Activists Are Forcing Music Festivals To Take Sexual Assault Seriously

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Two weeks before their Central Coast electronic music festival Lightning in a Bottle, the L.A. concert promoters at Do LaB were busy with the usual tasks: prepping campgrounds, checking sound equipment and stocking up on psychedelic art.

But this year, they also held a new class for fans and staff that focused on fighting sexual harassment at festivals: “Creating Safer-Braver Spaces: Consent Culture & Social Care.”

Do LaB, which is a Coachella collaborator, will also have a medical team specifically trained to fight sexual harassment as well as counselors available for any victims. “All of Do LaB’s departments [train] on how to spot a person in need or a situation that might escalate,” said Erica Seigel, a coordinator for the festival safety firm involved. “The teams are trained to act quickly, provide support and create a safe space for anyone who needs it.”

For a new generation of activists fighting sexual assault in the music scene, that’s exactly what fans and promoters need.

Sara St. Hilaire vividly remembers the last time she went to the Bonnaroo festival in Manchester, Tenn., because a man followed her through the crowd and began touching her.

“This guy was creeping up on me and groping me, and I had to get away,” she says. That was seven years ago; she never went back to Bonnaroo. But the L.A.-based music marketer said she’s endured groping at more recent events too.

“One time a guy even lifted up my shirt in the crowd,” she said. “There’s a sense of community and ‘we’re all in this together’ that gets misconstrued at festivals. I remember being younger and not understanding that kind of thing as sexual assault. Society raises everyone to think ‘boys will be boys’ and it gets excused.”

Musician Ilima Considine says she was stalked by a man while on her way to her band’s unofficial showcase at a club near the South by Southwest festival in Austin, Texas, this year. “What started as street harassment escalated into me being chased for five blocks, to the point that I picked up a rock off the ground so that I had a weapon.”

When she tried to keep the man from coming into the venue, she says, no one would help her.

“Most of the harassment we get, we don’t mention to anyone because we don’t want to get labeled as not cool or difficult to work with,” she said. “When we’re scared enough to mention it, we need to be protected without question.”

London festival promoter Alice Whittington thought being behind the decks DJing would afford her some protection. But actually, she said, “it means I am a sitting duck. A few years ago a guy entered the DJ booth and came up behind me, grabbed my hips and started thrusting up on me while saying really sick sexual things. It felt like the ultimate show of power because I felt I couldn’t react like I normally do.”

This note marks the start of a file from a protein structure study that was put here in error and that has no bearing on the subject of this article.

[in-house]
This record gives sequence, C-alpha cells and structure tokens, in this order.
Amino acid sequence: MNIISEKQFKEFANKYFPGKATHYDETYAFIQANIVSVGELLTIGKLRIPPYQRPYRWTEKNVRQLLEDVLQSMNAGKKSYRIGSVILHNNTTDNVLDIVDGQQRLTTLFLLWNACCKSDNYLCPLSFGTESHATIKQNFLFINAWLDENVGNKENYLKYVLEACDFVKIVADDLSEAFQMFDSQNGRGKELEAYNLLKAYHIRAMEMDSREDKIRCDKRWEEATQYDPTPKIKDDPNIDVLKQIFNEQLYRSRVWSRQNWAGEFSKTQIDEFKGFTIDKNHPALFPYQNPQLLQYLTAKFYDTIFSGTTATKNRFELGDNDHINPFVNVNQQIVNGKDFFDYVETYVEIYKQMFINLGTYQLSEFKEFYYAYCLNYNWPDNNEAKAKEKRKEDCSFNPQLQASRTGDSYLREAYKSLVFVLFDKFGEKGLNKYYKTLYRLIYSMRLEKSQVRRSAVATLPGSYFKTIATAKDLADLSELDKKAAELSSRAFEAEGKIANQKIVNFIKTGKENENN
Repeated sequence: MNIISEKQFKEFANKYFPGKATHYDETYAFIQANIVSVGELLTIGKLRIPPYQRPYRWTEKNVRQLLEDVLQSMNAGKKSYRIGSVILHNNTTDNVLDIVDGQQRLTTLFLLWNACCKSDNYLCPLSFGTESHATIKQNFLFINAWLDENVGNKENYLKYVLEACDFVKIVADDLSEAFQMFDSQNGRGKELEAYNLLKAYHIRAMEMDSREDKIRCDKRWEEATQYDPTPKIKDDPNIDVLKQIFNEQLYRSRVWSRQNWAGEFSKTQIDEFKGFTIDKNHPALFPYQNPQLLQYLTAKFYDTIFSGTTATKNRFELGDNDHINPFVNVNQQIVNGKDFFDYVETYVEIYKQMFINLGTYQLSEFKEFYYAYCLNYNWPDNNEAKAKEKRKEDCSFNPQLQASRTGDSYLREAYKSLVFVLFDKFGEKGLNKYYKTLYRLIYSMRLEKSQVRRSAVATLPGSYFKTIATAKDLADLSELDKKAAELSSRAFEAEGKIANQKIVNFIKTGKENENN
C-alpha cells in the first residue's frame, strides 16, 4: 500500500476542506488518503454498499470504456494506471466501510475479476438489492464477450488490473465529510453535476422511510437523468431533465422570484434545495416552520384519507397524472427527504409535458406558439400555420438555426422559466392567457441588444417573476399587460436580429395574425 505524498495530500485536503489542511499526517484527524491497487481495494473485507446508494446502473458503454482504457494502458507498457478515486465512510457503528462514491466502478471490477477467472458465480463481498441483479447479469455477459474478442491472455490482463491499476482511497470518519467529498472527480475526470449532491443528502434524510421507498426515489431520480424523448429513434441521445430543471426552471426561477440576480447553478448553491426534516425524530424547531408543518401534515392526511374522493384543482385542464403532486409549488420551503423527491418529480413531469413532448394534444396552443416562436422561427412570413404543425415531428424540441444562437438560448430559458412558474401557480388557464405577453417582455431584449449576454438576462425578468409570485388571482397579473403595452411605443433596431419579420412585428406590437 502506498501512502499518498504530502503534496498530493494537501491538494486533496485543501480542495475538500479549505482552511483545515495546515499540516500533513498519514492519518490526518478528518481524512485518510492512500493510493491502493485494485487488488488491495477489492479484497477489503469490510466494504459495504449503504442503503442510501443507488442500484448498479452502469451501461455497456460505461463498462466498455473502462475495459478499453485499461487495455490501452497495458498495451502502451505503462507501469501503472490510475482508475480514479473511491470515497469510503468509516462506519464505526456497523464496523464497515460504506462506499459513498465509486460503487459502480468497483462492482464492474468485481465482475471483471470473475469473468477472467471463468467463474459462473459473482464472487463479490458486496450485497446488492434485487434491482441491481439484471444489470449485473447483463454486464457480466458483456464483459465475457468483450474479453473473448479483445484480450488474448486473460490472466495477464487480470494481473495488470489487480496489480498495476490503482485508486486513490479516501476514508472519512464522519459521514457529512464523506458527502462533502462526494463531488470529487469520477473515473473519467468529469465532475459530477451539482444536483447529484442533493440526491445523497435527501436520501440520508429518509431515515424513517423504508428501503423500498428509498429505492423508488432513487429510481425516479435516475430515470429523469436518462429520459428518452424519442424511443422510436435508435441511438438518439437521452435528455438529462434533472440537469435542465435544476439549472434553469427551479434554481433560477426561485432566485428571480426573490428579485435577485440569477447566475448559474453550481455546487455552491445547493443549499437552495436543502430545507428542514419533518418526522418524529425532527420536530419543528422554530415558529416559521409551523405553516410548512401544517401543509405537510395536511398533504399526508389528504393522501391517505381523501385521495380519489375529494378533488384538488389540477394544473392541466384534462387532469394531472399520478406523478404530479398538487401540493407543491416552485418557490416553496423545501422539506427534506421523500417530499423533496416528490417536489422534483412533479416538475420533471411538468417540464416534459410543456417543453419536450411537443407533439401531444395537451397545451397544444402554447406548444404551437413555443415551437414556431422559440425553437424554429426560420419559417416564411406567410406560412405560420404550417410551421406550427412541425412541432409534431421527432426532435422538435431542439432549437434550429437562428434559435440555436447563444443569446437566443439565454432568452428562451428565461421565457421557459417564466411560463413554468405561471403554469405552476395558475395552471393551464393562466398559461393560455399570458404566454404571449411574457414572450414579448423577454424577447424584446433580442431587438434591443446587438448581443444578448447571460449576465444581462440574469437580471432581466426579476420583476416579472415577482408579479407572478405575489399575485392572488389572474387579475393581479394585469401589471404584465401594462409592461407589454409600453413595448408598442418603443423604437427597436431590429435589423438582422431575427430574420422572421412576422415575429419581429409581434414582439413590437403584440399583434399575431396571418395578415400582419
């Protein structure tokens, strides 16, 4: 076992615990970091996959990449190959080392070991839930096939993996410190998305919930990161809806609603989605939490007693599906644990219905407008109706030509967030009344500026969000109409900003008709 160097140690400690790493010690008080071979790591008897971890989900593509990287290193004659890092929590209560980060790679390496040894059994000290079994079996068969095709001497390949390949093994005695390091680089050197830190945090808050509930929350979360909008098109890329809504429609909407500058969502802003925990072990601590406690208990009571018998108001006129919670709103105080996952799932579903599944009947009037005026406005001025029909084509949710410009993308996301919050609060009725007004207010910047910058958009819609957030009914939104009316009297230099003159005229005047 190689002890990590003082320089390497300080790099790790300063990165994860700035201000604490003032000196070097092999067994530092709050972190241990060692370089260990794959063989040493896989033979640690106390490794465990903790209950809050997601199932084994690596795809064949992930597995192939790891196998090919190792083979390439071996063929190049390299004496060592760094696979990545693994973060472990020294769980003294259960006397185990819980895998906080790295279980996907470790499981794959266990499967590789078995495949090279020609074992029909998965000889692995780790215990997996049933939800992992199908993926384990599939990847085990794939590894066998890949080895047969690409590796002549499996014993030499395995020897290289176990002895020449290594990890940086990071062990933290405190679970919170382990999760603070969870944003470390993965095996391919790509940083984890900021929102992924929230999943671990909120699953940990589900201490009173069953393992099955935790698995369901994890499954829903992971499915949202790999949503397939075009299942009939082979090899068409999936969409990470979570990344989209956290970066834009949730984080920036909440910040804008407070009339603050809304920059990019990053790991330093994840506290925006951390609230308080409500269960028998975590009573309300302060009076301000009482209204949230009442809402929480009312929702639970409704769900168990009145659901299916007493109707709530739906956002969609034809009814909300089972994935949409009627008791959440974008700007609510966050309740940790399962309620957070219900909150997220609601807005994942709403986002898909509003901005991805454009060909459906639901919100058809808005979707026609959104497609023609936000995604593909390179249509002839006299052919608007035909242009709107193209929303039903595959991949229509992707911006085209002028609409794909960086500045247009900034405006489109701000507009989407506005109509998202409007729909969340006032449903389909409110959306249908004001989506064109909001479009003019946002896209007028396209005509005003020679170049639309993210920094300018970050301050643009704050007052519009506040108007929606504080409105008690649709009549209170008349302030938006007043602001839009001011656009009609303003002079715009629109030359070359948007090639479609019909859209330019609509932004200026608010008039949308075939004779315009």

From the misogyny and coercion underlying much of the “free love” culture of the ’60s rock scene to the 40-plus reports of rape and groping at Sweden’s Bravalla and Putte i Parken festivals over one weekend last year, music festival culture has long included unwanted sexual advances and assault.

Now, as recent allegations against label executive L.A. Reid and the queer-punk band PWR BTTM have reignited the conversation about sexual harassment in the music business, a cadre of young activists are speaking out about incidents at festivals, using social media to share stories and pressure festivals to do more. From educational workshops and booking quotas to new ways of reporting threatening behavior and women-only stages, activists are demanding that organizers follow their lead.

And it isn’t just women being harassed. Garrett Ficacci said that at one San Diego event, a man offered to buy him a drink, but “I wasn’t being led towards the back bar. I was being led towards the women’s restroom. He pinned me against the door, locked it and immediately tore my shorts off.”

Music festivals are supposed to create a sense of freewheeling joy. But in large crowds sometimes fueled by heavy drinking or drug use, some men take advantage of anonymity; some even think it’s the point.

“There’s a lot of music that celebrates a lack of consent,” said Kelly Oliver, a professor of philosophy at Vanderbilt University and the author of “Hunting Girls,” a study of images of women and violence in popular culture. “Men take it as carte blanche — once you enter into a fest or party, it’s like she signed off whatever happens. If she’s dancing, it’s an invitation.” At music festivals, she added, “the [assault] reporting rate is low because [the women] buy in that they’re to blame.”

“When we look at music festivals, locally, nationally and internationally, we see similarities to campuses when it comes to social dynamics and rape culture,” says Stefanie Lomatski, sexual assault network coordinator for Project Soundcheck, a 2-year-old Canadian group designed to fight sexual assault at large events by training security and audience members about warning signs of harassment and how best to intervene.

As an example, she cited a 2015 photo that went viral of a Coachella attendee wearing a T-shirt that read: “eat sleep rape repeat.”

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